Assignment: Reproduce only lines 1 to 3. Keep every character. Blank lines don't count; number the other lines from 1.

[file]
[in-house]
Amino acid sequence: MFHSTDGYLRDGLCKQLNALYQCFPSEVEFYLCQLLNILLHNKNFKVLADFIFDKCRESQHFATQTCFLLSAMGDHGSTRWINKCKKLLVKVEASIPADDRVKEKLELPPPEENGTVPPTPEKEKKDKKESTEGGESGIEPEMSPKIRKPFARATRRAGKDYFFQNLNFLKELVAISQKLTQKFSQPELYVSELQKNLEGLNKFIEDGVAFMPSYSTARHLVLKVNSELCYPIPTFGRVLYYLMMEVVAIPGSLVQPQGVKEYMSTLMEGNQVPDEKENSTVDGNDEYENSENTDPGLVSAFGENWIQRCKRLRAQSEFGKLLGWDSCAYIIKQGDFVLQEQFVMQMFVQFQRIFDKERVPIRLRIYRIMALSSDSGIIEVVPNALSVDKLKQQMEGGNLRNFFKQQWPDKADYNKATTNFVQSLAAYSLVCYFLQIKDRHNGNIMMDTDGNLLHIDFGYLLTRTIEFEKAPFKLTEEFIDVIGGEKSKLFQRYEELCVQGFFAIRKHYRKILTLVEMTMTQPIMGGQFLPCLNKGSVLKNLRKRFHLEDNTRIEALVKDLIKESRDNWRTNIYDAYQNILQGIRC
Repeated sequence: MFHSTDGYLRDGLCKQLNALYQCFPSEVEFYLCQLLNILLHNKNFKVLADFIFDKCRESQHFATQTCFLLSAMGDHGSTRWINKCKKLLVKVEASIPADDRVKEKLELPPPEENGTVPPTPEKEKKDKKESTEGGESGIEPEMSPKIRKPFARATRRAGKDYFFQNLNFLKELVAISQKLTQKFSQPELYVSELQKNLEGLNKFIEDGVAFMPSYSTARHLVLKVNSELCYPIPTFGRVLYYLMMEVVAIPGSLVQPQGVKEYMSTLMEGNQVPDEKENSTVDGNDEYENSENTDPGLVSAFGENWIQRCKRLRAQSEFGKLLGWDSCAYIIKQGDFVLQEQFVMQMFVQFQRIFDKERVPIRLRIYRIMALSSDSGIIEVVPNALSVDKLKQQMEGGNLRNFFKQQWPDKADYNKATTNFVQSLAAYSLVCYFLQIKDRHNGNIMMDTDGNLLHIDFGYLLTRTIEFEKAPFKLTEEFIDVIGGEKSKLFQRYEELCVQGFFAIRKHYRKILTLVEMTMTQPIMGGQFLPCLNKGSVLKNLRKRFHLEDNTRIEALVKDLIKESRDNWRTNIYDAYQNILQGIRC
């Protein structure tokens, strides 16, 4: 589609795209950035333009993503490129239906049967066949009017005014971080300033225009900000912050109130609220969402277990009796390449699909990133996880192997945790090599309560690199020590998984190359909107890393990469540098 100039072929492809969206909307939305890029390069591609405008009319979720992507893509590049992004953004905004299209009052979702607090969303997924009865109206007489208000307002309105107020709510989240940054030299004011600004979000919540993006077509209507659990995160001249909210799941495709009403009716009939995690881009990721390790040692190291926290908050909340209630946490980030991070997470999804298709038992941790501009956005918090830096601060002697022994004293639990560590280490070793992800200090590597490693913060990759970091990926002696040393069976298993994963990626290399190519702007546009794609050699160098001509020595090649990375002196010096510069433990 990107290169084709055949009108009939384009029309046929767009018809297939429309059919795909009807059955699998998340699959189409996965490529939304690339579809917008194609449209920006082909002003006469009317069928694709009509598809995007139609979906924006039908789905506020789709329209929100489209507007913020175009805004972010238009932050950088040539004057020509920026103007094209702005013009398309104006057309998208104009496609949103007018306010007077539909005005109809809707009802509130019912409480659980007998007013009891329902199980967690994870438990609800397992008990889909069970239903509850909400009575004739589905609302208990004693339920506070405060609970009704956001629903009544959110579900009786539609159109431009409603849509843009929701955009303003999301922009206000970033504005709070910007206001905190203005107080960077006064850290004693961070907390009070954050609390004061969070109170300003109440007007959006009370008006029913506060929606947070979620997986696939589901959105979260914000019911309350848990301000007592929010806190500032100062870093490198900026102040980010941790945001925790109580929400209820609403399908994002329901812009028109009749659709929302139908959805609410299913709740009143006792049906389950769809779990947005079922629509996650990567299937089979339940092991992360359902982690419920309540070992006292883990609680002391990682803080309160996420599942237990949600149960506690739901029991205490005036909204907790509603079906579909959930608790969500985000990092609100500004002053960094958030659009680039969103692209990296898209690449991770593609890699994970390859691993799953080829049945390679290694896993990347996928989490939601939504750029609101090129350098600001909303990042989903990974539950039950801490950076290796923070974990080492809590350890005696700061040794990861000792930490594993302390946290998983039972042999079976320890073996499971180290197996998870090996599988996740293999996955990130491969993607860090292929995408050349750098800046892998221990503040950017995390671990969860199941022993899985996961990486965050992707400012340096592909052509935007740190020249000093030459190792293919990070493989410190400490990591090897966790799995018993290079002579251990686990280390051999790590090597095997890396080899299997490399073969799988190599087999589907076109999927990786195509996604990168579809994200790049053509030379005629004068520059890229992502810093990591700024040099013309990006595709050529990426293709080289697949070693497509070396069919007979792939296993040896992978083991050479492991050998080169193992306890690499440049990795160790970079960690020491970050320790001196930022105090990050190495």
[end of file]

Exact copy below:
[in-house]
Amino acid sequence: MFHSTDGYLRDGLCKQLNALYQCFPSEVEFYLCQLLNILLHNKNFKVLADFIFDKCRESQHFATQTCFLLSAMGDHGSTRWINKCKKLLVKVEASIPADDRVKEKLELPPPEENGTVPPTPEKEKKDKKESTEGGESGIEPEMSPKIRKPFARATRRAGKDYFFQNLNFLKELVAISQKLTQKFSQPELYVSELQKNLEGLNKFIEDGVAFMPSYSTARHLVLKVNSELCYPIPTFGRVLYYLMMEVVAIPGSLVQPQGVKEYMSTLMEGNQVPDEKENSTVDGNDEYENSENTDPGLVSAFGENWIQRCKRLRAQSEFGKLLGWDSCAYIIKQGDFVLQEQFVMQMFVQFQRIFDKERVPIRLRIYRIMALSSDSGIIEVVPNALSVDKLKQQMEGGNLRNFFKQQWPDKADYNKATTNFVQSLAAYSLVCYFLQIKDRHNGNIMMDTDGNLLHIDFGYLLTRTIEFEKAPFKLTEEFIDVIGGEKSKLFQRYEELCVQGFFAIRKHYRKILTLVEMTMTQPIMGGQFLPCLNKGSVLKNLRKRFHLEDNTRIEALVKDLIKESRDNWRTNIYDAYQNILQGIRC
Repeated sequence: MFHSTDGYLRDGLCKQLNALYQCFPSEVEFYLCQLLNILLHNKNFKVLADFIFDKCRESQHFATQTCFLLSAMGDHGSTRWINKCKKLLVKVEASIPADDRVKEKLELPPPEENGTVPPTPEKEKKDKKESTEGGESGIEPEMSPKIRKPFARATRRAGKDYFFQNLNFLKELVAISQKLTQKFSQPELYVSELQKNLEGLNKFIEDGVAFMPSYSTARHLVLKVNSELCYPIPTFGRVLYYLMMEVVAIPGSLVQPQGVKEYMSTLMEGNQVPDEKENSTVDGNDEYENSENTDPGLVSAFGENWIQRCKRLRAQSEFGKLLGWDSCAYIIKQGDFVLQEQFVMQMFVQFQRIFDKERVPIRLRIYRIMALSSDSGIIEVVPNALSVDKLKQQMEGGNLRNFFKQQWPDKADYNKATTNFVQSLAAYSLVCYFLQIKDRHNGNIMMDTDGNLLHIDFGYLLTRTIEFEKAPFKLTEEFIDVIGGEKSKLFQRYEELCVQGFFAIRKHYRKILTLVEMTMTQPIMGGQFLPCLNKGSVLKNLRKRFHLEDNTRIEALVKDLIKESRDNWRTNIYDAYQNILQGIRC